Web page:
Despite the illness, I really enjoyed riding through Illinois and Missouri. The terrain was moderately hilly, but interesting. Southwestern Missouri (near Farmington) was a gem – I had no idea there were so many vineyards and wineries (although we only stopped at the breweries). 

We stayed with a warmshowers host (Nathan) in Farmington. He’s the high school principal in town, and had just wrapped up graduation, so there was a small gathering going when we got to his house. We felt welcomed right away, and had a blast sharing food and beers with his friends and family. We also met Brian there, who has both toured and raced the TranAm. He took us to breakfast the next morning, and gave us some great tips and enthusiasm.

The rest of Missouri was swell. We made it through the Ozarks, and rolled into Springfield, MO for a rest day, again staying with warmshowers hosts. Our hosts Doug and Rae completed the TransAm in 2005. They remembered it like it was yesterday, and gave some good tips and enthusiasm. The food they prepared for us was also the best I’ve have on this trip.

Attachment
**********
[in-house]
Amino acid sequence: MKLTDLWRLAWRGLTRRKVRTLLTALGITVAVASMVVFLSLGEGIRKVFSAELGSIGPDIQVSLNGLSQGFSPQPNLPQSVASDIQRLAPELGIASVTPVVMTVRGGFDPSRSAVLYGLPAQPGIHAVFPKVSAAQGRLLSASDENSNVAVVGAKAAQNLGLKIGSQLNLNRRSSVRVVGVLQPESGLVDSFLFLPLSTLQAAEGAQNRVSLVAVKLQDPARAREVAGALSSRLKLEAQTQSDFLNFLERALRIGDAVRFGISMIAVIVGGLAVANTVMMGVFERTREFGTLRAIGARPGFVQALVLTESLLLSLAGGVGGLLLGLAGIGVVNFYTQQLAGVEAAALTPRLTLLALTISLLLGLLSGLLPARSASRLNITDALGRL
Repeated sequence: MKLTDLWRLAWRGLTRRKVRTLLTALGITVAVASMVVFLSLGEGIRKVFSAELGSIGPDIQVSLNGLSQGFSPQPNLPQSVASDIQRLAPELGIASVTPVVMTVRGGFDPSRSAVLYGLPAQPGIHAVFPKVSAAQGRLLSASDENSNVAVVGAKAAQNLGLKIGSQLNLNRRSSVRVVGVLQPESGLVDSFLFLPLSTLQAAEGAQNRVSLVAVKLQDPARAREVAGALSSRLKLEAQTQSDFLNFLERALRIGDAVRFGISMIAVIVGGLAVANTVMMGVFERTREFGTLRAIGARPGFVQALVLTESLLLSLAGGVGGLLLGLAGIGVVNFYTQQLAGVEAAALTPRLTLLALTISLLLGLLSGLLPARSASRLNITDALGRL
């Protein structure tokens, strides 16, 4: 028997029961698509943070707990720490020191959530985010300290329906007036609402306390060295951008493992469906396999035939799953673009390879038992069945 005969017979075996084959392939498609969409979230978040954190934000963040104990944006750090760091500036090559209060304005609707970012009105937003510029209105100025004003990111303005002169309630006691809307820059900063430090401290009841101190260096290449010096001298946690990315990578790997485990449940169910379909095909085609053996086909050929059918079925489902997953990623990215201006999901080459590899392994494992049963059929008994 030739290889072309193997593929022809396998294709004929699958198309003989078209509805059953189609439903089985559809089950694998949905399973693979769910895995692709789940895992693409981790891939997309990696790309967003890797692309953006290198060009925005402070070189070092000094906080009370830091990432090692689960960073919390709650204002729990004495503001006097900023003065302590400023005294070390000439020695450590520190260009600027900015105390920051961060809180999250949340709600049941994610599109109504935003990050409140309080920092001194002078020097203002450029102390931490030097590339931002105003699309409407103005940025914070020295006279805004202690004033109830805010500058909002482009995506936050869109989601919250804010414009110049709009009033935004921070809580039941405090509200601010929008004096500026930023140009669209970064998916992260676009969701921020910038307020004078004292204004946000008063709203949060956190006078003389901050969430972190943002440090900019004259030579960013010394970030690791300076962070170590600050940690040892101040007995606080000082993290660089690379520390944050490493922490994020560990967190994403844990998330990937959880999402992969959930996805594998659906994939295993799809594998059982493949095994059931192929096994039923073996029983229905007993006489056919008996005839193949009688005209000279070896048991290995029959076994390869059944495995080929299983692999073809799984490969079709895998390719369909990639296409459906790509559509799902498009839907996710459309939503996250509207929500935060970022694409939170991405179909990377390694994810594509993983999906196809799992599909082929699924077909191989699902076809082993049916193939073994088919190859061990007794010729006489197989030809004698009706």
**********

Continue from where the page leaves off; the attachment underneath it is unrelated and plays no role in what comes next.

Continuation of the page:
Springfield, MO was not the most bicycle-friendly city, but the residents were still incredibly generous and welcoming. Special shout out to the folks at Sunshine bikes, who did some pro-bono bike fit work for Meredith (bringing the bars up closer and higher for a more comfy riding position). We got lunch that day with our philly friend Megan’s grandparents, who informed us that Springfield was the “cashew chicken capital of the world.” I feel like I’m learning so many things on this trip that I never knew I needed to know.

Earlier in the week, we were warned of some baseball sized hail from cattle farmers at the store in Bendavis, MO (fact: hail is always measured in sports ball sizes). It was to start around noon on Saturday. This was useful knowledge, as we were able to roll out early Saturday to get settled into the Ash Grove, MO bike hostel before the weather hit. A lot of towns on he TransAm route are very accommodating to cyclists, offering free places to camp and/or bathrooms. Some of them even have houses open as bike hostels (Ash Grove, for example, which even gives free access to the city swimming pool). As we were eating nachos by the pool, the storm rolled in, reminding me of the awe I used to feel during big storms in Iowa as a kid (sorry Philly, your thunder is lame). Sure enough, the power went out, and we spent much of the rest of the day navigating the house with headlamps.